Special Issue "Taking Health and Safety in the Mining Industry into the 21st Century - Innovative solutions to difficult problems"
A special issue of Minerals (ISSN 2075-163X).
Deadline for manuscript submissions: closed (30 November 2012)
Prof. Dr. David Cliff
Minerals Industry Safety and Health Centre (MISHC), The University of Queensland, St Lucia, Queensland, 4072, Australia
Phone: +61 7 3346 4086
Fax: +61 7 3346 4067
Interests: spontaneous combustion; fires; explosions; gas analysis; emergency preparedness; incident management; hours of work and OHS; occupational hygiene; fatigue; fitness for duty; coal mine fires; respirable dust; noise; occupational health and safety in mining
As mining moves into the 21st century, developments in mining methods and the scale of mining present new challenges in the management of health and safety. The issues include the increased size of mining equipment, the higher degree of automation, and the increased use of remote control equipment. In addition to these physical issues there is increased stress being placed upon workers due to the shortage of suitably skilled staff, the ever increasing demands to improve productivity with less personnel and the increased expectations of the public for continued improvement in health and safety performance. The increasing development of mine sites necessitating long distance commuting, living in camps and flying or driving in and out at the end of each shift cycle also creates psychosocial pressures. Finally intermittent disasters sadly continue to occur despite many improvements in mining technology.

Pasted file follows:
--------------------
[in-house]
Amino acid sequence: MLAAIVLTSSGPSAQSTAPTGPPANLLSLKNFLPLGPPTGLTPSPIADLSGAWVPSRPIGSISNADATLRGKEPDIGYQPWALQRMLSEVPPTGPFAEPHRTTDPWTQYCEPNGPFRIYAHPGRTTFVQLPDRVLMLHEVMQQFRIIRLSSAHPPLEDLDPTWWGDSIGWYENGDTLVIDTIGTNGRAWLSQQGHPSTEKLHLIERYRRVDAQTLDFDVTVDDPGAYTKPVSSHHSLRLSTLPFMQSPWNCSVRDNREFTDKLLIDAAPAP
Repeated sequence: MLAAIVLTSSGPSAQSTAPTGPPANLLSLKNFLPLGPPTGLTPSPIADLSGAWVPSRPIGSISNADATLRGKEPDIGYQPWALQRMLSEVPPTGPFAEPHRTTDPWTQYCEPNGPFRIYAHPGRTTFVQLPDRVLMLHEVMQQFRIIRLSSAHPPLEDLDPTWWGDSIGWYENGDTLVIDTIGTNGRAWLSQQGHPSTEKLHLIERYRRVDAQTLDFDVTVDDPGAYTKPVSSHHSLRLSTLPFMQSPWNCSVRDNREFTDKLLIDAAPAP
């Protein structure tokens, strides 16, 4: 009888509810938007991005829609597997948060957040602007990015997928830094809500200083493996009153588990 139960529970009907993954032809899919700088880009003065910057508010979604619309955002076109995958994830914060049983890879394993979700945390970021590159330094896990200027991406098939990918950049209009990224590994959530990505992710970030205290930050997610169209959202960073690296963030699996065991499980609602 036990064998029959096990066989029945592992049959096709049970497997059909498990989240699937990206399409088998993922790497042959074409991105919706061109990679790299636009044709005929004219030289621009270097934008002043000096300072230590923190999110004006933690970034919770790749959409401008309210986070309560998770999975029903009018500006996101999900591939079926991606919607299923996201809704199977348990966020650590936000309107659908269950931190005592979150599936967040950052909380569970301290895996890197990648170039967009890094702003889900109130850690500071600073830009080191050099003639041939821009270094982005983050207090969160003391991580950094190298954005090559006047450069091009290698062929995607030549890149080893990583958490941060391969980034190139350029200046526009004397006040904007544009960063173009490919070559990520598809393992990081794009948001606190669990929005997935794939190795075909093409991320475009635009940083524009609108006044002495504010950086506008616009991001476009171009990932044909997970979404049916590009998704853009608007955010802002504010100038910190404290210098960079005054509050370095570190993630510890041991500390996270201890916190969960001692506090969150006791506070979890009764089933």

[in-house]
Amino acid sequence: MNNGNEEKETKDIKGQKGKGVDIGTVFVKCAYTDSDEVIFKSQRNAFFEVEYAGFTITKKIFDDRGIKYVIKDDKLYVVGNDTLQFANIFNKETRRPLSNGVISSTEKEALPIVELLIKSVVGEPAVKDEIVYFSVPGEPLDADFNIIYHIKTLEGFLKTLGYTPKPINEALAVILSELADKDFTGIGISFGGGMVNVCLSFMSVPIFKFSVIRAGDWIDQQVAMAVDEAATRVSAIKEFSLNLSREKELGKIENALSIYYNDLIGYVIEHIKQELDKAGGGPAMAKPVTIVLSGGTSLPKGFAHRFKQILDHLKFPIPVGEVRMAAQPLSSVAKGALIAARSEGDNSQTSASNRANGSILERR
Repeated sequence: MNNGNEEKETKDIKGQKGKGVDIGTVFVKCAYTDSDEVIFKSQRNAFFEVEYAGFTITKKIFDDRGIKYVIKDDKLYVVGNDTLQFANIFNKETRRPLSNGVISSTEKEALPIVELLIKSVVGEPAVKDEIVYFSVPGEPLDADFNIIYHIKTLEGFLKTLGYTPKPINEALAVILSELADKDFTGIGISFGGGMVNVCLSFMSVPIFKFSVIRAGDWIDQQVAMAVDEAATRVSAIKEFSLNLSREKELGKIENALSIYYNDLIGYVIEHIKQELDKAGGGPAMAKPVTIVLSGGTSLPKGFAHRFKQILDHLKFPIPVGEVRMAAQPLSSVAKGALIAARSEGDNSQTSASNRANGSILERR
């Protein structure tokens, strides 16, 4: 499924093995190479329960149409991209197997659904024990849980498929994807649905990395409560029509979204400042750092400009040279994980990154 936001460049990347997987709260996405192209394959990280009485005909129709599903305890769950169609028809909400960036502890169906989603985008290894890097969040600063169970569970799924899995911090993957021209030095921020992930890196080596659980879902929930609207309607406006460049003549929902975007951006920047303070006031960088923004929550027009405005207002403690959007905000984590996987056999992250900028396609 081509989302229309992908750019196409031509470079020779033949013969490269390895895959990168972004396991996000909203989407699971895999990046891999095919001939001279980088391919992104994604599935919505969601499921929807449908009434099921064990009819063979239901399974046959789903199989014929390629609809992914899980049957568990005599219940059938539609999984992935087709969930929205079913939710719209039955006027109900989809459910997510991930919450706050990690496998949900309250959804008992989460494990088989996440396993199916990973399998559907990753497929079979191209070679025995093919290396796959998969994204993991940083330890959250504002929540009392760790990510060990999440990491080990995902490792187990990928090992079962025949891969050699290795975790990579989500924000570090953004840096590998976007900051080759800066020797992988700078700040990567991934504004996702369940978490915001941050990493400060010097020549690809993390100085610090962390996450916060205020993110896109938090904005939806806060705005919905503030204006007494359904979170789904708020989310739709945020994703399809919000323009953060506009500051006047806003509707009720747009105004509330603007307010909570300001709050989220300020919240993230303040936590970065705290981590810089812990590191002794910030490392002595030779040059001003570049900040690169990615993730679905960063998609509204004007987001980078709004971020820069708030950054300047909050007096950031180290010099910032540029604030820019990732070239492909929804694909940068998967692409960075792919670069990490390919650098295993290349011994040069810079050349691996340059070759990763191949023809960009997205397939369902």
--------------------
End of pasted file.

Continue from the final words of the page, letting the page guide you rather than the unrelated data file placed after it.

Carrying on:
Prof. Dr. David Cliff
Manuscripts should be submitted online at www.mdpi.com by registering and logging in to this website. Once you are registered, click here to go to the submission form. Manuscripts can be submitted until the deadline. Papers will be published continuously (as soon as accepted) and will be listed together on the special issue website. Research articles, review articles as well as communications are invited. For planned papers, a title and short abstract (about 100 words) can be sent to the Editorial Office for announcement on this website.
Submitted manuscripts should not have been published previously, nor be under consideration for publication elsewhere (except conference proceedings papers). All manuscripts are refereed through a peer-review process. A guide for authors and other relevant information for submission of manuscripts is available on the Instructions for Authors page. Minerals is an international peer-reviewed Open Access quarterly journal published by MDPI.
Please visit the Instructions for Authors page before submitting a manuscript. For the first couple of issues the Article Processing Charge (APC) will be waived for well-prepared manuscripts. English correction and/or formatting fees of 250 CHF (Swiss Francs) will be charged in certain cases for those articles accepted for publication that require extensive additional formatting and/or English corrections.
- automation and safety
- occupational Health
- psychosocial health
- fatigue and hours of work
- commute mining/FIFO
- physical fitness
- drug and alcohol usage
- disaster management and prevention
- behaviour based safety
- resilience and reliability
- safety Management Systems
Review: The Health and Safety Benefits of New Technologies in Mining: A Review and Strategy for Designing and Deploying Effective User-Centred Systems
Minerals 2012, 2(4), 417-425; doi:10.3390/min2040417
Received: 28 September 2012; in revised form: 15 October 2012 / Accepted: 19 October 2012 / Published: 31 October 2012| Download PDF Full-text (409 KB) | Download XML Full-text
Minerals 2012, 2(4), 473-492; doi:10.3390/min2040473
Received: 24 October 2012; in revised form: 16 November 2012 / Accepted: 20 November 2012 / Published: 28 November 2012| Download PDF Full-text (1195 KB) | Download XML Full-text
Article: Comparing Health Risks to Load-Haul-Dump Vehicle Operators Exposed to Whole-Body Vibration Using EU Directive 2002/44EC, ISO 2631-1 and ISO 2631-5
Minerals 2013, 3(1), 16-35; doi:10.3390/min3010016